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Hublot bridges print, digital gap via QR codeBy Erin Shea
Swiss watchmaker Hublot is bridging the gap between its print and digital marketing efforts by placing a custom QR code on its magazine advertisements.
The ad was placed in January issues of magazines with a large affluent audience. However, magazine readers who scan the QR code are directed to Hublot’s pinch-and-zoom site that is not as easily viewed on smartphones.
“I think that a QR code like this allows the consumer to engage and take the next step, which is what the brand wants,” said Matt McKenna, founder and president of Red Fish Media, Miami, FL.
“I think that more luxury marketers should create similar QR codes,” he said.
Mr. McKenna is not affiliated with Hublot, but agreed to comment as an industry expert.
Hublot did not respond before press deadline.
Closing the gap
The ad was featured in the January issues of Condé Nast’s W and Architectural Digest titles. It shows the Big Bang Gold White Full Pavé 38 mm.
Hublot ad in W magazine
Consumers who scan the QR code on their mobile device are redirected to the optimized Hublot Web site where the watch shown in the ad is displayed.
Hublot mobile Web site
The price is not listed on the mobile site since the brand does not offer the commerce function.
However, a boutique and retailer locator is available through the site that can pick up on mobile users’ location and show them the nearest Hublot store.
The boutique and retailer location is difficult for users to use on mobile devices since the Web site has not been optimized for mobile users.
Boutique and retail locator
Users can also compare the watch and view its features on the brand’s Web site.
Although the Web site is not conducive to mobile devices, featuring the same product on both the print and digital media is a seamless way to connect print consumers to digital marketing.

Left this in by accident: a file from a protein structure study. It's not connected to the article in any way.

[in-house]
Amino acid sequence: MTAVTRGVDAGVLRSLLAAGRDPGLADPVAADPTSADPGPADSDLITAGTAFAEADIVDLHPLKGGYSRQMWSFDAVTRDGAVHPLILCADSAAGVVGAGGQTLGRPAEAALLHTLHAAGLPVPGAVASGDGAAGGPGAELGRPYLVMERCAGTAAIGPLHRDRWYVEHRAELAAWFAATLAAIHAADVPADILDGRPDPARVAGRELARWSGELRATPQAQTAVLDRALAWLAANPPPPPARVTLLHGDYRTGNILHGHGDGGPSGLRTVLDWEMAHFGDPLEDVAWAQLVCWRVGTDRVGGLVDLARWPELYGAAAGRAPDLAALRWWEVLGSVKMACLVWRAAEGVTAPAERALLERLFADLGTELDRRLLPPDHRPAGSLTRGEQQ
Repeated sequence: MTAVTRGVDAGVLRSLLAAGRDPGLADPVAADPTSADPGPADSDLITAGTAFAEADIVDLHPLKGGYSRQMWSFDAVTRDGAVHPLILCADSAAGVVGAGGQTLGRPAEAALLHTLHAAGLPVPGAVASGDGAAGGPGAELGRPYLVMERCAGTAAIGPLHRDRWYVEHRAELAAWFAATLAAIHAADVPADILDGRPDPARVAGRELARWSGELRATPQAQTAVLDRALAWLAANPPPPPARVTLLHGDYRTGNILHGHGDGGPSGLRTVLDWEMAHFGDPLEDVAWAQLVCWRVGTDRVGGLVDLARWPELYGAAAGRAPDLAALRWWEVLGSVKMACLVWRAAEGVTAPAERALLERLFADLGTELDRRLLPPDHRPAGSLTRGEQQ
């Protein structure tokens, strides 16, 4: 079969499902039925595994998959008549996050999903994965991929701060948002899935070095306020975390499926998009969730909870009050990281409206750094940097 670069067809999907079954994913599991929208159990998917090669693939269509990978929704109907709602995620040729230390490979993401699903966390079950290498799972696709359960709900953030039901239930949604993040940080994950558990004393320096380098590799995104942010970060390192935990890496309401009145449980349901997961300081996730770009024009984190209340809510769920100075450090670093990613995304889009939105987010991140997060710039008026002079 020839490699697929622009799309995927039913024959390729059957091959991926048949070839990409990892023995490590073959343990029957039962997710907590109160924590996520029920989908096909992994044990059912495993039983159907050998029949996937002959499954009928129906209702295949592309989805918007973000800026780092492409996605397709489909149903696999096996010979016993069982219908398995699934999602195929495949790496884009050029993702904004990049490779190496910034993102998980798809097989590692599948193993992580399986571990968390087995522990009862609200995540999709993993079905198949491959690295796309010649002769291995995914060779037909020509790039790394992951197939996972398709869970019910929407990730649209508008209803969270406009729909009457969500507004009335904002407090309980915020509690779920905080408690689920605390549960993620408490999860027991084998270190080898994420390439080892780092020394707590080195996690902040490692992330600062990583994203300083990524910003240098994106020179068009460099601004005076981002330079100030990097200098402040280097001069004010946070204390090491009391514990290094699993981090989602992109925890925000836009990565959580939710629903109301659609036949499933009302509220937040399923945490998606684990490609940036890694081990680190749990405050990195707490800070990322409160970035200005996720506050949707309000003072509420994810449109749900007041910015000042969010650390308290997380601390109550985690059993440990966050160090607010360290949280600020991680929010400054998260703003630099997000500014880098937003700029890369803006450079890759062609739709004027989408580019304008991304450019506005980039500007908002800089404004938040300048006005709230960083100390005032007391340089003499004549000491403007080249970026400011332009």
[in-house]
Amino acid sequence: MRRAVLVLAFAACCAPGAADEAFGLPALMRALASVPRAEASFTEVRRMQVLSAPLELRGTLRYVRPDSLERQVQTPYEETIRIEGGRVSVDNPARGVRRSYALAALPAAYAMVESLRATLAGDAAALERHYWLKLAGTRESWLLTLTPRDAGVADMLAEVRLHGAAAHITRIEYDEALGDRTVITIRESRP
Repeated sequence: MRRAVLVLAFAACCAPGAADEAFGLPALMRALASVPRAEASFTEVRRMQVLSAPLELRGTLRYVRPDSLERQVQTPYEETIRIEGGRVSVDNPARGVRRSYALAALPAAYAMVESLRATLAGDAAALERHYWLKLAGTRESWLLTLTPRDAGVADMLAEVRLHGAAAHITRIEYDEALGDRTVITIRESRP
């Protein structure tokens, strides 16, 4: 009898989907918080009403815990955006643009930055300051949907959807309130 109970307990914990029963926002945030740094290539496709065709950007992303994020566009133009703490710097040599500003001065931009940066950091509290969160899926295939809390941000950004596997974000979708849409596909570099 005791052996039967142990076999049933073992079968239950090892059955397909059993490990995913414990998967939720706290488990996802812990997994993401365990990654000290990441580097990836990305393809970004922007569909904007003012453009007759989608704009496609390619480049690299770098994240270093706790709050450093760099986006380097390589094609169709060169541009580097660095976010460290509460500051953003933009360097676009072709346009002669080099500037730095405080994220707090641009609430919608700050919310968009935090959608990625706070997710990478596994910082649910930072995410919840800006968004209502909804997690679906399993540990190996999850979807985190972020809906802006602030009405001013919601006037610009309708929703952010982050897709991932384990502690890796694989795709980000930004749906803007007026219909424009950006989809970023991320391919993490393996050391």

“This is a frictionless way that people can go directly to the Web site to see the item,” Mr. McKenna said.
With this QR code, Hublot is likely looking flaunt its products and its Web site, which the brand revamped in 2012.
The watchmaker polished its digital strategy through a Web site that acts as a hub for products, brand culture and corporate social responsibility. It was updated in August 2012
Consumers can look intricately at products, learn about brand responsibilities, watch videos and see high-resolution articles.
The site is divided into sections: watch collections, Hublot manufacture, Hublot world, boutiques and retailers, worldwide service and contact (see story).
A customized QR code, like the one Hublot used in the print ad, can give consumers more of an idea that the code will lead directly to the brand’s Web site, Mr. McKenna said.
Although the QR code is branded with a small “H” logo, the branding is not over the top. More heavily branded codes can catch a consumer’s attention and reinforce the brand.
“For the most part, the one that Hublot has here is very generic,” Mr. McKenna said.
“I think that brands need to push QR codes more and make them more appealing to the consumer,” he said. “Brands need to push that creativity when making QR codes.”
Erin Shea, editorial assistant on Luxury Daily, New York
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